PANAMA CITY — It was the most grueling four hours of waiting she had ever experienced.
Eventually, though, Animal Rescue Control of Bay County called her with no doubt “that their Stormy was our Abby,” said Holly Julian of Chipley.
Before her disappearance, the dog was part-time inside, part-time penned outside and part-time loose outside.
“She would wander a little in the neighborhood but would never disappear,” Julian said.
But near the end of July last year, Abby wandered away.
“Several weeks later we decided something had happened to her and she’s never coming home,” Julian said.
What they didn’t know was that the Australian shepherd stray was picked up by Bay County Animal Control on July 23, and, five days later, Animal Rescue Control (ARC) began screening her for adoption.
When selecting animals for adoption, in addition to general animal shelter and foster home availability, the agency conducts temperament testing to see if “the dog seems to have personality,” said Charles Cromer, president of ARC, a local all-volunteer organization that helps local animals find homes.
Cromer said Abby is an Ausi-Ausi mix, “intelligent, very people-oriented, easy to train and normally pretty outgoing.”
Leslie Wilkinson, of Monticello, thought the same.
“They are probably the smartest dogs on the planet and they’re also loyal,” Wilkinson said of the breed.
She said she found Stormy online and began the process of adopting her through ARC, adding “she looked a lot like our dog that died and we were looking for an Australian shepherd.”
Stormy was not a perfect match for the Wilkinson family, but Wilkinson soon received a phone call from ARC informing her someone else wanted Stormy.
“Everything that happened was an amazing story; it was just meant to be,” Wilkinson said.
Cromer said that, after he learned the Wilkinsons had decided against keeping Stormy, he posted a photo on Facebook, hoping to find another pet foster parent.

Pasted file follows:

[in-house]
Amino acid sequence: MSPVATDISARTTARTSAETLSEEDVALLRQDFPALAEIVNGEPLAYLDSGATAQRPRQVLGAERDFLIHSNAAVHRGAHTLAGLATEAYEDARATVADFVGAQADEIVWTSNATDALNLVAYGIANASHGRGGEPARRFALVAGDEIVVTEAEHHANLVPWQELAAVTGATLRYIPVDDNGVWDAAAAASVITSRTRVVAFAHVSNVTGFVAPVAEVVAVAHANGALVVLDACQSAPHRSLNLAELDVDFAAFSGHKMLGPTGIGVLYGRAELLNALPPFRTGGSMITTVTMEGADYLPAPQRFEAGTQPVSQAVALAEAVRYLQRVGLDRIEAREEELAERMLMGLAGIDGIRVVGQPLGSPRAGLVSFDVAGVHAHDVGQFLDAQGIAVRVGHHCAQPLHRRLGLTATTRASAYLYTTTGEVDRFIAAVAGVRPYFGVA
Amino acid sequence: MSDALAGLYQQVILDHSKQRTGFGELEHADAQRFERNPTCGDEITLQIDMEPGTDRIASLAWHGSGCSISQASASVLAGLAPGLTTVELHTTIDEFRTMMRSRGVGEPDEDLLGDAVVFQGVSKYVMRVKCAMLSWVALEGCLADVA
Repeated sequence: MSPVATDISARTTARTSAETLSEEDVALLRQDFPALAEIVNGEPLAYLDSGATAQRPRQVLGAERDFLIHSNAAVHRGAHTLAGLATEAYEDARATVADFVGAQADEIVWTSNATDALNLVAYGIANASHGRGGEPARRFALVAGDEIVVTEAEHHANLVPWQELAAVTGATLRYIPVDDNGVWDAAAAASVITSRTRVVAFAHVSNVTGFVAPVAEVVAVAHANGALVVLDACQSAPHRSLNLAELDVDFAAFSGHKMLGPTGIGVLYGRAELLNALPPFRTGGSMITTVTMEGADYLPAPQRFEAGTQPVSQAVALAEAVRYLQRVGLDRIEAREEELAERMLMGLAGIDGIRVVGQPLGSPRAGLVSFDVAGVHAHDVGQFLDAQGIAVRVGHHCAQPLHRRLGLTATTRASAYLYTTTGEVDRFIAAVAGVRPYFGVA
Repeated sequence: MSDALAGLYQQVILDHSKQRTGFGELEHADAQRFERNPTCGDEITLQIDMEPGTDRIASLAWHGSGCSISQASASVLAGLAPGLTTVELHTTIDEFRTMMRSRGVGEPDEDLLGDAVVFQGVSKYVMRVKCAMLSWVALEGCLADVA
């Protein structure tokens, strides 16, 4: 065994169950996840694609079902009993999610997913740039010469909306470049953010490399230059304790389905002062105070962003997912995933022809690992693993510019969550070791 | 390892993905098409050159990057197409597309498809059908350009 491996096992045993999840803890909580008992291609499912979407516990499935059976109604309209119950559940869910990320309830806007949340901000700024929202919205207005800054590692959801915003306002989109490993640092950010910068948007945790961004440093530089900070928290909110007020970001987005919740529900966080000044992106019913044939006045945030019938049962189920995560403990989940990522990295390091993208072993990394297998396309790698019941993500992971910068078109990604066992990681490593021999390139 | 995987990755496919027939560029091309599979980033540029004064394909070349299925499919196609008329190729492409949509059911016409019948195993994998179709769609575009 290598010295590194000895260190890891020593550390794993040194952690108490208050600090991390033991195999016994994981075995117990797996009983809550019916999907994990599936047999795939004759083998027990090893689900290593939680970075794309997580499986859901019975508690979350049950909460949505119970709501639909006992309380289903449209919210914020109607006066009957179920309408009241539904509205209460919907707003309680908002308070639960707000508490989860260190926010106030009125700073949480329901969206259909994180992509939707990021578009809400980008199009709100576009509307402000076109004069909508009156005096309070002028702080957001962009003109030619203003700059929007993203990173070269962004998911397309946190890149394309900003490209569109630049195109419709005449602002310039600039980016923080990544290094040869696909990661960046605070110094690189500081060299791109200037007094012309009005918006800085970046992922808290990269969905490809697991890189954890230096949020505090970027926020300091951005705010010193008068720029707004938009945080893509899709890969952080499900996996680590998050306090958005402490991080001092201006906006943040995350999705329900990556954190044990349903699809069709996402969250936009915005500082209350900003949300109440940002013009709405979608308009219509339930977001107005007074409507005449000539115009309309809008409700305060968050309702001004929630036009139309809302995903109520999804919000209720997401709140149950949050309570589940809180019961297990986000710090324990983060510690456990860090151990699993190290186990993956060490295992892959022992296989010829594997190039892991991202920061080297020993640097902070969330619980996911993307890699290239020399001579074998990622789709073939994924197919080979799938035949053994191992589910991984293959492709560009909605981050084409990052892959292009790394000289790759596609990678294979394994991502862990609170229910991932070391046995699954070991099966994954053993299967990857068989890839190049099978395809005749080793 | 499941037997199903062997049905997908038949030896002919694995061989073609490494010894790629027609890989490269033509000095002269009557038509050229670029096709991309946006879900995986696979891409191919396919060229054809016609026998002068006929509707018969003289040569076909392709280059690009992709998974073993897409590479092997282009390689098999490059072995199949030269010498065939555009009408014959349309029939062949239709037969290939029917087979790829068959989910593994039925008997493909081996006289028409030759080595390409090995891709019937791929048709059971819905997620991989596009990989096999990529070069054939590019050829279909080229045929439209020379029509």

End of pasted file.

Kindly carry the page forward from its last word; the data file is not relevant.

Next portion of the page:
“It was kind of amazing that the day that we were re-homing — the adoptive family was needing us to re-home Stormy — the original owners saw a post on Facebook,” Cromer said.
ARC’s policy is if the pet was a stray, the original owner can reclaim it after undergoing a verification process that includes the submission of veterinary records, old photos and an accurate description of the pet.
“It’s kind of hard for us to say, ‘You can’t have your dog back,’ ” he said, adding microchipping and ID tags are an asset for such cases.
After Julian proved the dog once belonged to her, Cromer linked Wilkinson with Julian, and Julian was reunited with Abby on March 4.
“We had her since she was 4 weeks old, so we are really adjusted to her personality,” Julian said. “We got our Abby back.”
She said she knew Abby recognized her and her son, Timothy, and daughter, Megan.
“As soon as we got there … and we said ‘Abby’ and she came running,” Julian said of the reunion, “she was bouncing back and forth between the kids and myself. … We were all in tears, including Leslie.”
Wilkinson said although she is still looking for an Australian shepherd to adopt, she is happy Abby was reunited with her family.
“I am so glad Holly found her dog again; I can imagine that she was so distraught. Stormy is such a great dog,” she said.